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Lets play that game again....What is it?

rrich
2-Guest

Lets play that game again....What is it?


Someone in MFG brought this to me and asked what it is. I believe it is some sort of cable stripper or tubing scriber but not sure, what do you think?

Pictures were attached but you may need to follow the PTC user link. I tried to reduce size as much as possible without loosing detail.

Ron

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4 REPLIES 4

I am wondering what others are doing for Flex CCAs (our name for two or more rigid circuit card assemblies joined by a flexible circuit)?

We are implementing a best practice here as we have users doing many different methods and some leave room for error.

There is a flat state that goes to the circuit card design group, and a formed state that sits in the assembly model.

Optimally we would like one part file. The closest thing is a sheetmetal part file, but sheetmetal does not allow different thickness (the flex circuit it thinner) to exist in one part. I have been able to fudge in different thicknesses but then it will not properly flatten out.

Some users have used two separate files, one for the formed version and one for the flat version. Red Flag here! Put a feature on one part, but it doesn't make it to the other part. This has happened. 😞

So far the best method I have come up with is to have one part file for each rigid card, and one sheet metal part for each flexible circuit, and put them into their own assembly, utilizing the sheet metal part to flatten out via a family table and create the formed and flat versions. This way everyone gets the same file.

Note this should be an interim solution that is hopefully shorter than longer. It has been said that sometime in the future, Creo 2.0 will have the ability for flexible circuits. Not sure what this means. Possibly leveraging off sheetmetal and allowing different thicknesses. NX does allow different thicknesses in its sheetmetal module right now.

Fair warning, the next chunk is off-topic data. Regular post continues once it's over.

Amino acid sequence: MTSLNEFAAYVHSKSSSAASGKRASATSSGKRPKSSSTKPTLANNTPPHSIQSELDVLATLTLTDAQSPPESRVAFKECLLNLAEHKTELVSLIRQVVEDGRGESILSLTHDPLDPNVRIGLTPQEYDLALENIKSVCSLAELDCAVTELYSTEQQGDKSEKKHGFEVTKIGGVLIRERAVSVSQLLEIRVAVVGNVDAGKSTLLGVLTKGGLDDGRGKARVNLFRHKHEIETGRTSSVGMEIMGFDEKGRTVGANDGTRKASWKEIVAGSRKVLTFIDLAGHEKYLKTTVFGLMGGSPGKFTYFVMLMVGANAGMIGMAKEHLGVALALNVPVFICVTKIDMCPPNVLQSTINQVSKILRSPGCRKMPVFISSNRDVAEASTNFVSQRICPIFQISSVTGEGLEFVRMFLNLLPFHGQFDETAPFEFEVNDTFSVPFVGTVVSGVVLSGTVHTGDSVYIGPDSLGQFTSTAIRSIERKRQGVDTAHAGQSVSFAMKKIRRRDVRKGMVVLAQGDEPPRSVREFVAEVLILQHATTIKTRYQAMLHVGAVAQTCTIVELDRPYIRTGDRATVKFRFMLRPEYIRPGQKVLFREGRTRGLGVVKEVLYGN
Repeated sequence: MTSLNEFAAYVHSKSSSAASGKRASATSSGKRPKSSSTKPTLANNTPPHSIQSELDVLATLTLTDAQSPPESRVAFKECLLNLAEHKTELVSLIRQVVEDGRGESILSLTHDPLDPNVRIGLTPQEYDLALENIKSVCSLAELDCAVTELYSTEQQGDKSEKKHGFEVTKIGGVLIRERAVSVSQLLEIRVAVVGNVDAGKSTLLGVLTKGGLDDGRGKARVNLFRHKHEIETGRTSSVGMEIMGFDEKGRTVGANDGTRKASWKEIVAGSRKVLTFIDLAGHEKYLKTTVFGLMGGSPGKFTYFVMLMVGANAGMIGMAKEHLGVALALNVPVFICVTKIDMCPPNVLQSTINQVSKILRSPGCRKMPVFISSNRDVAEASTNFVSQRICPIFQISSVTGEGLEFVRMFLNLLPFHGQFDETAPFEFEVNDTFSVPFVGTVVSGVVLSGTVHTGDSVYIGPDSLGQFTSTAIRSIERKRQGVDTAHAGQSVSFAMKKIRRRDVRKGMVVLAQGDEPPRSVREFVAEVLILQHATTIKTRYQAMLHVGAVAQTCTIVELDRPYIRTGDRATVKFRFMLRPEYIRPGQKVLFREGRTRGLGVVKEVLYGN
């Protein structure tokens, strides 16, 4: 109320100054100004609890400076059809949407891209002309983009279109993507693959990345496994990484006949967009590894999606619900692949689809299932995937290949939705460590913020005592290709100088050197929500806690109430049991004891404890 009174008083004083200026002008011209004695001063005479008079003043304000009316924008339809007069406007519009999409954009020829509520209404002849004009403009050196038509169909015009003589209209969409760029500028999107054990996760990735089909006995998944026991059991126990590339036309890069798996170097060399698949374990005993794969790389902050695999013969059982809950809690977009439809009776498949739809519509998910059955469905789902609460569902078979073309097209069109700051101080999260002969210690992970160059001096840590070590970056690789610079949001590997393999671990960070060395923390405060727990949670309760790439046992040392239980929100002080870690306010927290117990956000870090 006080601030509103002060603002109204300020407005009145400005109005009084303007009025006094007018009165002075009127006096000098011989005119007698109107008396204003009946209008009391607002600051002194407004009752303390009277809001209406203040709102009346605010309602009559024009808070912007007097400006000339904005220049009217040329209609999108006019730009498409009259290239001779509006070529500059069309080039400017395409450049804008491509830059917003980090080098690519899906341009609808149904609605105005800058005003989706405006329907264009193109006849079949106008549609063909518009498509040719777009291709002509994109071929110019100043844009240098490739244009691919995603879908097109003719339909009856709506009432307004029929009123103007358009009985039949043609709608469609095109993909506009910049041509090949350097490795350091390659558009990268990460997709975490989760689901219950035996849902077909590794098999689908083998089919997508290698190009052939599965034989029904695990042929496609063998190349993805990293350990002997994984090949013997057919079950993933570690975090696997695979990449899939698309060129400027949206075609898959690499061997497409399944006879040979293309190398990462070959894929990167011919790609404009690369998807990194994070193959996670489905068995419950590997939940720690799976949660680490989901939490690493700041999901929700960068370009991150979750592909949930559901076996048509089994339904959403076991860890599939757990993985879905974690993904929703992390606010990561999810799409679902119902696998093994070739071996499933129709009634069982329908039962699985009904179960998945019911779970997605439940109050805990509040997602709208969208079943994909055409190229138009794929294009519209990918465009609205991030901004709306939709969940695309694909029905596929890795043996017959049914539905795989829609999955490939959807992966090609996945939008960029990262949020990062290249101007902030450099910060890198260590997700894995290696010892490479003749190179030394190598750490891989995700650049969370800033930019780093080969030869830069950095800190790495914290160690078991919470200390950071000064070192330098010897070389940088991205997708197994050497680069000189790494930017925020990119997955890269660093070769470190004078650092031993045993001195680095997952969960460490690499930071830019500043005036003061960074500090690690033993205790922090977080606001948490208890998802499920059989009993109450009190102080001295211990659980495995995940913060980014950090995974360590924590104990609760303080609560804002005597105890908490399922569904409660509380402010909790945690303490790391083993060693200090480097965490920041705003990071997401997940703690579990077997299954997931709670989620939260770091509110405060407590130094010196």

All input is appreciated.


Doug Pogatetz

Mechanical Design Engineer
Northrop Grumman Corporation
Electronic Systems
600 Hicks Road
Rolling Meadows, Illinois 60008-1098


Hi Doug,
We use the assembly method you describe. Tedious but it works so long as
you are careful about the assembly references of the rigid "parts" to the
sheetmetal flex PCB.

We call them Rigid Flex PCB.


Regards,

*Brent Drysdale*
*Senior Design Engineer*
Tait Communications
eslotty
1-Newbie
(To:rrich)

(WF4)



Using sheet-metal to generate formed flex circuits works nice, but the
resulting unfolded flats do not appear to export as an IDF database...
the "surface" segments seem to be the culprit.



We end up creating a "detail assembly" by developing a flat flex model
using the unformed flat as reference and re-assembling key components-
usually connectors and backer boards.....



Eric Slotty

- <">mailto:->

414-362-2552


rrich
2-Guest
(To:rrich)

Possible option would be to use the Warp feature. However you may not be able to do double bends, it has been some time since I have played with warp. We use sheetmetal parts for ribbon cables because we can show exact folds needed and direction of folds. (similar to flex circuit) I can see where a flex circuit with components would not work well with sheet metal but warp or spinal bend may get you what you want. Or a combination of both may be needed if your flex circuit is making multiple bends.

Ron
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